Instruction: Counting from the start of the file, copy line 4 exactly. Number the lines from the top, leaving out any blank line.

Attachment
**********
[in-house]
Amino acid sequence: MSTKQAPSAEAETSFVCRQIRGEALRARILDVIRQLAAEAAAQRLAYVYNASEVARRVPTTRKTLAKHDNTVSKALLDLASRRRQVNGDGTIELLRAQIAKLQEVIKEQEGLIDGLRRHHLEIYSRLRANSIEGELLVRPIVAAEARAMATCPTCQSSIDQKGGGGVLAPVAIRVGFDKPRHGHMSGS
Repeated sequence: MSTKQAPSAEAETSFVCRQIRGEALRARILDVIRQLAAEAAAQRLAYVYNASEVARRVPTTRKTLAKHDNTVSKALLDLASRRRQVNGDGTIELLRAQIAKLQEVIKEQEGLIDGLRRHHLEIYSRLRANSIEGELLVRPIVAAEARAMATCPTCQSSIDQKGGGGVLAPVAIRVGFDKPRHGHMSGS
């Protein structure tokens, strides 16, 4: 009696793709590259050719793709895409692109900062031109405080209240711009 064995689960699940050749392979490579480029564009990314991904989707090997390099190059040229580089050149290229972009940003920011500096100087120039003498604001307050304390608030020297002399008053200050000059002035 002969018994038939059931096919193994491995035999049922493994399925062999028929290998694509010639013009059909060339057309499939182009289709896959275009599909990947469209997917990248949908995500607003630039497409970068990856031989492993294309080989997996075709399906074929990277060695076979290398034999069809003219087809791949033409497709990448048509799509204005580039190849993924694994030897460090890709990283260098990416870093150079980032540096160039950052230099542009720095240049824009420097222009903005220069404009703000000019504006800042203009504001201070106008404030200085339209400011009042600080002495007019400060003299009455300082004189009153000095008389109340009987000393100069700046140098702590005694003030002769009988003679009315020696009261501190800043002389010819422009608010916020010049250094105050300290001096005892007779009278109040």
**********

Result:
């Protein structure tokens, strides 16, 4: 009696793709590259050719793709895409692109900062031109405080209240711009 064995689960699940050749392979490579480029564009990314991904989707090997390099190059040229580089050149290229972009940003920011500096100087120039003498604001307050304390608030020297002399008053200050000059002035 002969018994038939059931096919193994491995035999049922493994399925062999028929290998694509010639013009059909060339057309499939182009289709896959275009599909990947469209997917990248949908995500607003630039497409970068990856031989492993294309080989997996075709399906074929990277060695076979290398034999069809003219087809791949033409497709990448048509799509204005580039190849993924694994030897460090890709990283260098990416870093150079980032540096160039950052230099542009720095240049824009420097222009903005220069404009703000000019504006800042203009504001201070106008404030200085339209400011009042600080002495007019400060003299009455300082004189009153000095008389109340009987000393100069700046140098702590005694003030002769009988003679009315020696009261501190800043002389010819422009608010916020010049250094105050300290001096005892007779009278109040």